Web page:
The traditional defence of estate owners is that much of the land comprises moors and hills of marginal economic value. What would be the point of ownership transfer? But this works to underplay the significant and diverse contribution that rural businesses make to Scotland’s economy and the need for reform to focus on how land is used rather than how it is owned.

So what is that economic contribution, exactly? The popular stereotype is of languid landowners strolling across moorland with guns at the ready. The reality is more complex. Private estates deliver a wide range of economic, social and environmental benefits, both directly and by enabling investment and business activity by others. And the strength of this contribution is in its diversity.

A survey by Scottish Land & Estates based on 277 responses from owners of 1.25 million hectares of land and more than 1,500 tenancies last year estimated annual income at £436 million. After indirect and induced impacts, this suggested a contribution of £760m to Scotland’s economic output.

The survey yielded a full-time employment number of 6,648, which, after employment multiplier effects, helped maintain 10,445 full-time jobs across Scotland.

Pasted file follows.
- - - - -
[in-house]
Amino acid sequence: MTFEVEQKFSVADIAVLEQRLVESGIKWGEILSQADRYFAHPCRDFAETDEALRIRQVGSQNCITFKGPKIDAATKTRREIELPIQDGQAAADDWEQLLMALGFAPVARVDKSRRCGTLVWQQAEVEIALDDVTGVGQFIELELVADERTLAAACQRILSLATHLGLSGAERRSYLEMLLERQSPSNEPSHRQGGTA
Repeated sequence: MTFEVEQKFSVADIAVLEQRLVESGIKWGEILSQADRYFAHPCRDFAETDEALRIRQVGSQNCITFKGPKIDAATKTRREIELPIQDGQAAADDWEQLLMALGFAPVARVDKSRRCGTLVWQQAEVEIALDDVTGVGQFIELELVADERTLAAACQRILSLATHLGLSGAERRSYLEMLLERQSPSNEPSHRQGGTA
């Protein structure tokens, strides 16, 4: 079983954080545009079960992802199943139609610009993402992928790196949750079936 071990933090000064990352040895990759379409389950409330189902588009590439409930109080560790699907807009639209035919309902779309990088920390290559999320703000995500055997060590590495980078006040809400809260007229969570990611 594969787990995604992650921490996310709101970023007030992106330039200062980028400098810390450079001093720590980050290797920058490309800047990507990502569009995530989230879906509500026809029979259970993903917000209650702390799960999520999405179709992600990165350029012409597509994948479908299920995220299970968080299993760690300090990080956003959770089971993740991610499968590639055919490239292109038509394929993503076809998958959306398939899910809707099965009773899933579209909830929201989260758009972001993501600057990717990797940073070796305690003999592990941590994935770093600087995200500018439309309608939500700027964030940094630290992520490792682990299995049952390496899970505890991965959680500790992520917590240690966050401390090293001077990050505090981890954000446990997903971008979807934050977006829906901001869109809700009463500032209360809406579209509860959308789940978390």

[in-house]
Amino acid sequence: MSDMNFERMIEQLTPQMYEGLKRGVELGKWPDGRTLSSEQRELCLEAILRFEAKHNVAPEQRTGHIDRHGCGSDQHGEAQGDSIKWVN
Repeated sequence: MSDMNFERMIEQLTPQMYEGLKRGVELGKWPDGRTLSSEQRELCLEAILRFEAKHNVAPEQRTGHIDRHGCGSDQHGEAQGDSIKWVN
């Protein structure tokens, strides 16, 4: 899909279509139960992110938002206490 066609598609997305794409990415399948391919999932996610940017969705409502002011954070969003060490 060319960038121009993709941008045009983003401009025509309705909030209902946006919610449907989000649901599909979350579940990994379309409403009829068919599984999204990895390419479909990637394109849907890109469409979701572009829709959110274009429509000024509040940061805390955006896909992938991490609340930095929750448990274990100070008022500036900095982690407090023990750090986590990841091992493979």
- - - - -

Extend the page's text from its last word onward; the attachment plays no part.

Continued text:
Arguably a more logical and effective approach would be to assess the economic value of the various government subsidies enjoyed by landowners, a start already having been made on curbing subsidies for renewable energy. But care needs to be taken to address needs of rural businesses. Here the huge advances in digital communication should enable many businesses to start up in rural areas. But this in turn requires a much wider broadband roll-out.

The critical question land reformers need to answer – and which was implied in Fergus Ewing’s remarks – is what effect the bill will have in promoting and sustaining economic activity – and with it, fresh investment. For without this, no amount of legislative curbs on ownership will make much difference to the health, diversity and prosperity of rural Scotland. And that should be the foremost concern of ministers.